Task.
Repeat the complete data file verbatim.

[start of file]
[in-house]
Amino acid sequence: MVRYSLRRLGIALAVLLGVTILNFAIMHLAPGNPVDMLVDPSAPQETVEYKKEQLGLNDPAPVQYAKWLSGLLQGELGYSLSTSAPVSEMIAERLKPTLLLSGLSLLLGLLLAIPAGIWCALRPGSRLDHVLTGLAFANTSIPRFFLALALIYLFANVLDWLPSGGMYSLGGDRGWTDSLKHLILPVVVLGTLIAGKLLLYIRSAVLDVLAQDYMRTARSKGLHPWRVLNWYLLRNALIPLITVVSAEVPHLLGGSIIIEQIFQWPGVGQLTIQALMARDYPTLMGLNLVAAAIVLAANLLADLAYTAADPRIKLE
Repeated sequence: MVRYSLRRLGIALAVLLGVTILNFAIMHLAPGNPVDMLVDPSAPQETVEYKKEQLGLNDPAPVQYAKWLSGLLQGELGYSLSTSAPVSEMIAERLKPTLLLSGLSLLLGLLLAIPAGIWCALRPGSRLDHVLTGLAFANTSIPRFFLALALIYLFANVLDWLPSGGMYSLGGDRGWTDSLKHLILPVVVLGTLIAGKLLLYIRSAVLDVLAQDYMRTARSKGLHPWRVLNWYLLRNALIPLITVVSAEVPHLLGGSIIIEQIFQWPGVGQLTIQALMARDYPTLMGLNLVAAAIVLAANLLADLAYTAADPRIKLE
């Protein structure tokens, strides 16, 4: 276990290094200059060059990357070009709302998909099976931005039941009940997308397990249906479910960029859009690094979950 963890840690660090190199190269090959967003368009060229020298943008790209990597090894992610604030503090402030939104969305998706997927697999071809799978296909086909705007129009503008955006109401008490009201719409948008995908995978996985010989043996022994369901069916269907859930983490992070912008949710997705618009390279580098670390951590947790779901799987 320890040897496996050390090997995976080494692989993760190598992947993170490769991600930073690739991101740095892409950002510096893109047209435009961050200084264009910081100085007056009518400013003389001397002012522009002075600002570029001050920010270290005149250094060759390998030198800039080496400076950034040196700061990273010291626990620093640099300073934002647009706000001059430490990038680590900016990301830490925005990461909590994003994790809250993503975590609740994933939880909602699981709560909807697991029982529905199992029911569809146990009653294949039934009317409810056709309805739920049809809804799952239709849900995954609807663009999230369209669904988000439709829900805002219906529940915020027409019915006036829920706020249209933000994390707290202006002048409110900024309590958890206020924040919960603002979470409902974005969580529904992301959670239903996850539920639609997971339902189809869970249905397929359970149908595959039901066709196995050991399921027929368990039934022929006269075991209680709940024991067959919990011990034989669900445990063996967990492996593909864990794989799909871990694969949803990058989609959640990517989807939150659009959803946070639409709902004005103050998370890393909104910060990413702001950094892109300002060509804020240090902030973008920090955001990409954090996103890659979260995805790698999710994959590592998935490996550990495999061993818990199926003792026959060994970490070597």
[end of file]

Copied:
[in-house]
Amino acid sequence: MVRYSLRRLGIALAVLLGVTILNFAIMHLAPGNPVDMLVDPSAPQETVEYKKEQLGLNDPAPVQYAKWLSGLLQGELGYSLSTSAPVSEMIAERLKPTLLLSGLSLLLGLLLAIPAGIWCALRPGSRLDHVLTGLAFANTSIPRFFLALALIYLFANVLDWLPSGGMYSLGGDRGWTDSLKHLILPVVVLGTLIAGKLLLYIRSAVLDVLAQDYMRTARSKGLHPWRVLNWYLLRNALIPLITVVSAEVPHLLGGSIIIEQIFQWPGVGQLTIQALMARDYPTLMGLNLVAAAIVLAANLLADLAYTAADPRIKLE
Repeated sequence: MVRYSLRRLGIALAVLLGVTILNFAIMHLAPGNPVDMLVDPSAPQETVEYKKEQLGLNDPAPVQYAKWLSGLLQGELGYSLSTSAPVSEMIAERLKPTLLLSGLSLLLGLLLAIPAGIWCALRPGSRLDHVLTGLAFANTSIPRFFLALALIYLFANVLDWLPSGGMYSLGGDRGWTDSLKHLILPVVVLGTLIAGKLLLYIRSAVLDVLAQDYMRTARSKGLHPWRVLNWYLLRNALIPLITVVSAEVPHLLGGSIIIEQIFQWPGVGQLTIQALMARDYPTLMGLNLVAAAIVLAANLLADLAYTAADPRIKLE
């Protein structure tokens, strides 16, 4: 276990290094200059060059990357070009709302998909099976931005039941009940997308397990249906479910960029859009690094979950 963890840690660090190199190269090959967003368009060229020298943008790209990597090894992610604030503090402030939104969305998706997927697999071809799978296909086909705007129009503008955006109401008490009201719409948008995908995978996985010989043996022994369901069916269907859930983490992070912008949710997705618009390279580098670390951590947790779901799987 320890040897496996050390090997995976080494692989993760190598992947993170490769991600930073690739991101740095892409950002510096893109047209435009961050200084264009910081100085007056009518400013003389001397002012522009002075600002570029001050920010270290005149250094060759390998030198800039080496400076950034040196700061990273010291626990620093640099300073934002647009706000001059430490990038680590900016990301830490925005990461909590994003994790809250993503975590609740994933939880909602699981709560909807697991029982529905199992029911569809146990009653294949039934009317409810056709309805739920049809809804799952239709849900995954609807663009999230369209669904988000439709829900805002219906529940915020027409019915006036829920706020249209933000994390707290202006002048409110900024309590958890206020924040919960603002979470409902974005969580529904992301959670239903996850539920639609997971339902189809869970249905397929359970149908595959039901066709196995050991399921027929368990039934022929006269075991209680709940024991067959919990011990034989669900445990063996967990492996593909864990794989799909871990694969949803990058989609959640990517989807939150659009959803946070639409709902004005103050998370890393909104910060990413702001950094892109300002060509804020240090902030973008920090955001990409954090996103890659979260995805790698999710994959590592998935490996550990495999061993818990199926003792026959060994970490070597």